Jane Goodall: from scientist to activist – Speaks tonight (4/28) at MSU
When Jane Goodall attended a scientific conference in 1986, she arrived a scientist and left an activist.
Goodall will deliver the MSU Friends of the Stegner Lecture, "Reason for Hope" 6 p.m. Monday at the Brick Breeden Fieldhouse. At the conference, the famed primatologist was “truly shocked” to learn of the deteriorating habitat of chimpanzees in Africa. The chimp population on that continent had dropped to one-quarter of what it had been in 1960, when she began to study the animals.
By DANIEL PERSON Chronicle Staff Writer
Jane Goodall lectures about hope for the planet Monday at MSU
Dr. Jane Goodall will deliver the 2008 Wallace Stegner Lecture at MSU at 6 p.m. Monday, April 28, at the Brick Breeden Fieldhouse at Montana State University. There is no admission fee for the lecture, but seating is limited.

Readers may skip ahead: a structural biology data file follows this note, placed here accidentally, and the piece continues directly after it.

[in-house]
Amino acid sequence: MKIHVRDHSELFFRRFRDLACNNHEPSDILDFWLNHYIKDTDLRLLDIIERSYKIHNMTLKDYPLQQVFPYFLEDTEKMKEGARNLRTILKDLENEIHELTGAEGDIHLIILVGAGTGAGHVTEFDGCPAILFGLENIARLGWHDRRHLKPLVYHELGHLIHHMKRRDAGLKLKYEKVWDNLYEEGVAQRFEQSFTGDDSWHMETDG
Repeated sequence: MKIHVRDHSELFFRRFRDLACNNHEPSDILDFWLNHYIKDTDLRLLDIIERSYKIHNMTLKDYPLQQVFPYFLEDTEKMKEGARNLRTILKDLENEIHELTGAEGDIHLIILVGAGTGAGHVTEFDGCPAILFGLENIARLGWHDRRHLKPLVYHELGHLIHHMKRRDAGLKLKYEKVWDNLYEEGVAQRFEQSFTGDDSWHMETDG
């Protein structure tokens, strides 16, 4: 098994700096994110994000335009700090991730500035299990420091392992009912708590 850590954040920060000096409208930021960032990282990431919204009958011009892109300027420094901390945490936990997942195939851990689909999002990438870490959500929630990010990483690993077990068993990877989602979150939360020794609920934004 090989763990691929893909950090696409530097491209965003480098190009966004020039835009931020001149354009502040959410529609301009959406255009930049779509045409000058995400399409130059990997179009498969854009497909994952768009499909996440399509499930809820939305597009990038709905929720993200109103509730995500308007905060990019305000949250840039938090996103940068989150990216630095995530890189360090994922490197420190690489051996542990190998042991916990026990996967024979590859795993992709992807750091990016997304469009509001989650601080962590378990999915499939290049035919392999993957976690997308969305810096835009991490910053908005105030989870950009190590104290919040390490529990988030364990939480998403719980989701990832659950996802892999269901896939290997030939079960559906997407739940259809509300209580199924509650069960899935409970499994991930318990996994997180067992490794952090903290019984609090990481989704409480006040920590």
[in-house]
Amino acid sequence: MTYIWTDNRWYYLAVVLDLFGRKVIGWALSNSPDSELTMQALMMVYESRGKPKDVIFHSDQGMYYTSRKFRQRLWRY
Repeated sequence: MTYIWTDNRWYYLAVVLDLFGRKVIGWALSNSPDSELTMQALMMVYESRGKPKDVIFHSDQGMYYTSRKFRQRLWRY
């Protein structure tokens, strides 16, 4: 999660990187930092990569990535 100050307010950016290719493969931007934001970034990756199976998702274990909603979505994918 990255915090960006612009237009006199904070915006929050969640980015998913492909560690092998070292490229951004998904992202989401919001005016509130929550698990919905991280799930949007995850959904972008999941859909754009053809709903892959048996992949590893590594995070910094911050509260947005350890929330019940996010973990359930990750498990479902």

Bozeman and Tanzania, where Dr. Jane Goodall initiated the work with chimpanzees that launched her into international renown, are a world apart but share at least one thing, Goodall said Sunday in Bozeman.
"(Gombe) is similar to Bozeman in that there has been rapid population growth, but the land there can’t support it," Goodall said.
Goodall, world-renowned primatologist, environmentalist and humanitarian, is in Bozeman to deliver a "Reason for Hope" at 6 p.m. Monday, April 28, at the Brick Breeden Fieldhouse at Montana State University.
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